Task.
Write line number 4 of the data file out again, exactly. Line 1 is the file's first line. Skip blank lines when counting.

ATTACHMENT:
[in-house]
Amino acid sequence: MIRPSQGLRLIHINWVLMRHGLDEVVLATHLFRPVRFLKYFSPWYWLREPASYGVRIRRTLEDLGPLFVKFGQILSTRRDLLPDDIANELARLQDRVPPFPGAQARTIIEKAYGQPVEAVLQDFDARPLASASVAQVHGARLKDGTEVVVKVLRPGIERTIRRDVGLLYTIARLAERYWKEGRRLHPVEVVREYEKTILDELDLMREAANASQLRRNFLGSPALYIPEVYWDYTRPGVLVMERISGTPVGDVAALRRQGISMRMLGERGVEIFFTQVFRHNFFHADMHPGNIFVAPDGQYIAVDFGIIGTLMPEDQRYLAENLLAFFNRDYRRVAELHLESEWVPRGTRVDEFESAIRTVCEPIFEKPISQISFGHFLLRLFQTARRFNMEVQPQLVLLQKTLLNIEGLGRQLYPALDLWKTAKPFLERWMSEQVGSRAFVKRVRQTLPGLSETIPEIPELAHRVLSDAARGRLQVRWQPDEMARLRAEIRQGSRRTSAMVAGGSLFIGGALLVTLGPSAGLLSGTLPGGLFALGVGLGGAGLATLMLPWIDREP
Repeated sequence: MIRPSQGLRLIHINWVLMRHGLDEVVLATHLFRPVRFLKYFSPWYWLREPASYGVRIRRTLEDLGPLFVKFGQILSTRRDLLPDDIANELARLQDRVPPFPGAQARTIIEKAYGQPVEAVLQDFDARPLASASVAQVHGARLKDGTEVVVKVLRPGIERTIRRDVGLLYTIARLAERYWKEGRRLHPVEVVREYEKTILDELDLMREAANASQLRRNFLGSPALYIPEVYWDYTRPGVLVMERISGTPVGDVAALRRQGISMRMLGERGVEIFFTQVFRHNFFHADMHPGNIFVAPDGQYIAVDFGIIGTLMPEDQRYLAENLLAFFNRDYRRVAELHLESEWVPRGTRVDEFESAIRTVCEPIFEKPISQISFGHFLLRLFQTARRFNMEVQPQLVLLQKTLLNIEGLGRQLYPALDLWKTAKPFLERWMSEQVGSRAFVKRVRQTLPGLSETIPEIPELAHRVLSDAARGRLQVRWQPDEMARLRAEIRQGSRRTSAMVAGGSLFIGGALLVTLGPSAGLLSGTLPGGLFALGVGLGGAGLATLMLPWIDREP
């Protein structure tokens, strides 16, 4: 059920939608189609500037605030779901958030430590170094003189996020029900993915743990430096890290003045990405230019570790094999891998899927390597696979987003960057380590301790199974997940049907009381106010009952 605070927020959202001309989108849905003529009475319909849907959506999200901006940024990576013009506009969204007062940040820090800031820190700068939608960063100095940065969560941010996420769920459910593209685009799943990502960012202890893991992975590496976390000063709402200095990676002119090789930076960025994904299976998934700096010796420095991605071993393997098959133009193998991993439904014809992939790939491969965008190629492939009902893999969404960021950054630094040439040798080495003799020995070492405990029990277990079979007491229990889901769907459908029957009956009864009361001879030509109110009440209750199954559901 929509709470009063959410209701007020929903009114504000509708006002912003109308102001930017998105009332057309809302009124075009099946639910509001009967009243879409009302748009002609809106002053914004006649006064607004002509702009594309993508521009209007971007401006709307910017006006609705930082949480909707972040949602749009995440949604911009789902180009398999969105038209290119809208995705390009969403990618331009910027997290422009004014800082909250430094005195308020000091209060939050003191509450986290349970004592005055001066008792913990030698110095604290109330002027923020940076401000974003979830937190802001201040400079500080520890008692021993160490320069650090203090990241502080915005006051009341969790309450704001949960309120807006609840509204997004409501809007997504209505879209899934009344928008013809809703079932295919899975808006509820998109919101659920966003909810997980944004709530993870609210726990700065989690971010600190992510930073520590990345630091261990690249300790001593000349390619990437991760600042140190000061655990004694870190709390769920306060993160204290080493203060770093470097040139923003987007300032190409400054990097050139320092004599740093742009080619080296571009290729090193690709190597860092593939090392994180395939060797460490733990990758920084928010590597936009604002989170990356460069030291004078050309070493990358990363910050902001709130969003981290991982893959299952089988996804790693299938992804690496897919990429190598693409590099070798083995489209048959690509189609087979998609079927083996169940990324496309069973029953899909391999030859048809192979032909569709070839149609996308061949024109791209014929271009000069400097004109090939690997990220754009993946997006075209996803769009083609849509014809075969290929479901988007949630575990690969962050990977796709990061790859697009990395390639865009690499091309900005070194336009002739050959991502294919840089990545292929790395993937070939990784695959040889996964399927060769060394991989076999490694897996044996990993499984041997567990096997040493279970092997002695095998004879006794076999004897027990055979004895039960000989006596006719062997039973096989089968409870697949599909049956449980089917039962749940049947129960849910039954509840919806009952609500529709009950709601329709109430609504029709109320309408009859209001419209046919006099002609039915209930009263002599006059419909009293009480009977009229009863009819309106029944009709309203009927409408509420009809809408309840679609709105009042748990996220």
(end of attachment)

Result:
């Protein structure tokens, strides 16, 4: 059920939608189609500037605030779901958030430590170094003189996020029900993915743990430096890290003045990405230019570790094999891998899927390597696979987003960057380590301790199974997940049907009381106010009952 605070927020959202001309989108849905003529009475319909849907959506999200901006940024990576013009506009969204007062940040820090800031820190700068939608960063100095940065969560941010996420769920459910593209685009799943990502960012202890893991992975590496976390000063709402200095990676002119090789930076960025994904299976998934700096010796420095991605071993393997098959133009193998991993439904014809992939790939491969965008190629492939009902893999969404960021950054630094040439040798080495003799020995070492405990029990277990079979007491229990889901769907459908029957009956009864009361001879030509109110009440209750199954559901 929509709470009063959410209701007020929903009114504000509708006002912003109308102001930017998105009332057309809302009124075009099946639910509001009967009243879409009302748009002609809106002053914004006649006064607004002509702009594309993508521009209007971007401006709307910017006006609705930082949480909707972040949602749009995440949604911009789902180009398999969105038209290119809208995705390009969403990618331009910027997290422009004014800082909250430094005195308020000091209060939050003191509450986290349970004592005055001066008792913990030698110095604290109330002027923020940076401000974003979830937190802001201040400079500080520890008692021993160490320069650090203090990241502080915005006051009341969790309450704001949960309120807006609840509204997004409501809007997504209505879209899934009344928008013809809703079932295919899975808006509820998109919101659920966003909810997980944004709530993870609210726990700065989690971010600190992510930073520590990345630091261990690249300790001593000349390619990437991760600042140190000061655990004694870190709390769920306060993160204290080493203060770093470097040139923003987007300032190409400054990097050139320092004599740093742009080619080296571009290729090193690709190597860092593939090392994180395939060797460490733990990758920084928010590597936009604002989170990356460069030291004078050309070493990358990363910050902001709130969003981290991982893959299952089988996804790693299938992804690496897919990429190598693409590099070798083995489209048959690509189609087979998609079927083996169940990324496309069973029953899909391999030859048809192979032909569709070839149609996308061949024109791209014929271009000069400097004109090939690997990220754009993946997006075209996803769009083609849509014809075969290929479901988007949630575990690969962050990977796709990061790859697009990395390639865009690499091309900005070194336009002739050959991502294919840089990545292929790395993937070939990784695959040889996964399927060769060394991989076999490694897996044996990993499984041997567990096997040493279970092997002695095998004879006794076999004897027990055979004895039960000989006596006719062997039973096989089968409870697949599909049956449980089917039962749940049947129960849910039954509840919806009952609500529709009950709601329709109430609504029709109320309408009859209001419209046919006099002609039915209930009263002599006059419909009293009480009977009229009863009819309106029944009709309203009927409408509420009809809408309840679609709105009042748990996220």